Garden Dilemmas, Delights & Discoveries, Ask Mary Stone, New Jersey Garden blog

Leaf Mold – Better than Mulch

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Hello fellow readers, “Is fall a good time to mulch,” asked John of Washington, NJ? I think so, mainly because when spring arrives, there’s much to do in the garden. And for me, the madness of the season speedily unfolds. This spring, like most springs, mulching didn’t happen despite my best intentions. Why not consider leaf mold, which may be better than wood mulch.

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While visiting a new client nearby, my friend and design colleague Marty Carson suggested leaf mold would be a far better mulch.

A 101 on Wood Mulch

We’ve talked before about the detriments of generic wood mulches and dyed mulches, which are often made from construction debris containing pressure treated wood chock full of chemicals. Hence one reason why hemlock mulch, when made from local fallen trees, is my preference. Recently I was chatting with a friend and design colleague while visiting a client nearby who just put hemlock mulch around their perennial garden. Marty suggested leaf mold would be far better, adding that wood chips steal nitrogen from the soil much needed by plants. So, I put on my research cap and learned fresh wood, especially sawdust, a no-no around plants, is the culprit of nitrogen theft far more so than aged wood such as naturally aged hemlock mulch. By the way, not all hemlock mulch sold is aged. Aged hemlock mulch is a pleasing deep burgundy-brown, while fresh hemlock mulch, not ideal, is reddish.

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Leaf mold is composted leaves packed with minerals.

How to make leaf mold

Leaf mold is composted leaves packed with minerals. When added to your garden, they’ll feed earthworms and beneficial microbes, mixed in, they’ll lighten clay soils, and used as a mulch, they’ll help retain moisture and suppress weeds. You can make leaf mold by simply raking leaves into a big pile and letting them decompose. If shredded, which is easy to do by running over them a few times with the lawnmower before raking them up, they’ll decompose faster. After one to three years, your leaves will break down to a rich, earthy smelling black material like compost. There is a technique to make leaf mold in plastic bags punched with holes, adding water to moisten and a scoop of soil, which accelerates the process to six to twelve months.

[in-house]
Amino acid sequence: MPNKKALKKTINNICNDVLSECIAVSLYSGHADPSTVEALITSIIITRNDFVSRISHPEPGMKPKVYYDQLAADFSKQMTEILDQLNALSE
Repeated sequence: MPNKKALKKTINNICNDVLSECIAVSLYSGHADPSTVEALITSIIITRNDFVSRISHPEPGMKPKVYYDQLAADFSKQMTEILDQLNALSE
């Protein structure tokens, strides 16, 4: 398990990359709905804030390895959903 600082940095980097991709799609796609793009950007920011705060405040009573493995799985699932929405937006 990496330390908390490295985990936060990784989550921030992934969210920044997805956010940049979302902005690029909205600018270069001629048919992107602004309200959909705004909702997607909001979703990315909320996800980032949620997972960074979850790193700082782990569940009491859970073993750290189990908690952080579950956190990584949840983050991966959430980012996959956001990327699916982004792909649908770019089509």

The benefits of mulching with leaf mold

John’s question has inspired me to lay down two to three inches of leaf mold this fall after the perennials are dormant. That way, over the winter, the nutrients can sink into the soil to nourish roots, which remain active all winter, absorbing nutrients for next year’s growth. As with any mulch, I’ll be sure to keep it away from the stems or trunks of plants to prevent rot, disease, or critter damage. Come spring, the leaf mold will serve its role of suppressing weeds, and I’ll be well ahead of the game. Humm, we’ll see… Garden Dilemmas? AskMaryStone@gmail.com (and now on your favorite Podcast App.)

You’ll enjoy Episode 5 of the Garden Dilemmas Podcast that features Vitamin Packed Leaf confetti

Mary Stone, Garden Dilemmas, Ask Mary Stone,Gardening tips, Garden Blogs, Stone Associates Landscape Design, Garden Blog, Leaf Mold, Leaf Mold as Mulch

Seems only fitting, I began my leaf mold mulching below hellebores gifted from Marty’s garden. They already look happy :^)

Column updated November 24, 2020

Mary Stone, owner of Stone Associates Landscape Design & Consulting. As a Landscape Designer, I am grateful for the joy of helping others beautify their surroundings which often leads to sharing encouragement and life experiences. These relationships inspired my weekly column published in THE PRESS, 'Garden Dilemmas? Ask Mary', began in 2012. I dream of growing the evolving community of readers into an interactive forum to share encouragement and support in Garden and Personal Recoveries - seeking nature’s inspirations, stimulating growth, weeding undesirables, embracing the unexpected. Thank you for visiting! Mary
  1. Dan Reply

    Is there any good reasons why you couldn’t distribute the freshly shredded leaves right into the plant beds? I don’t have an area for composting at the moment.

    • Mary Stone Reply

      Hello Dan, Great question! As long as you shred them and don’t apply them too thickly, which could inhibit good water flow or trap too much water, you should be good. And, it is a great way to use the confetti of nutrients! Thanks for asking and for reading my column, Mary

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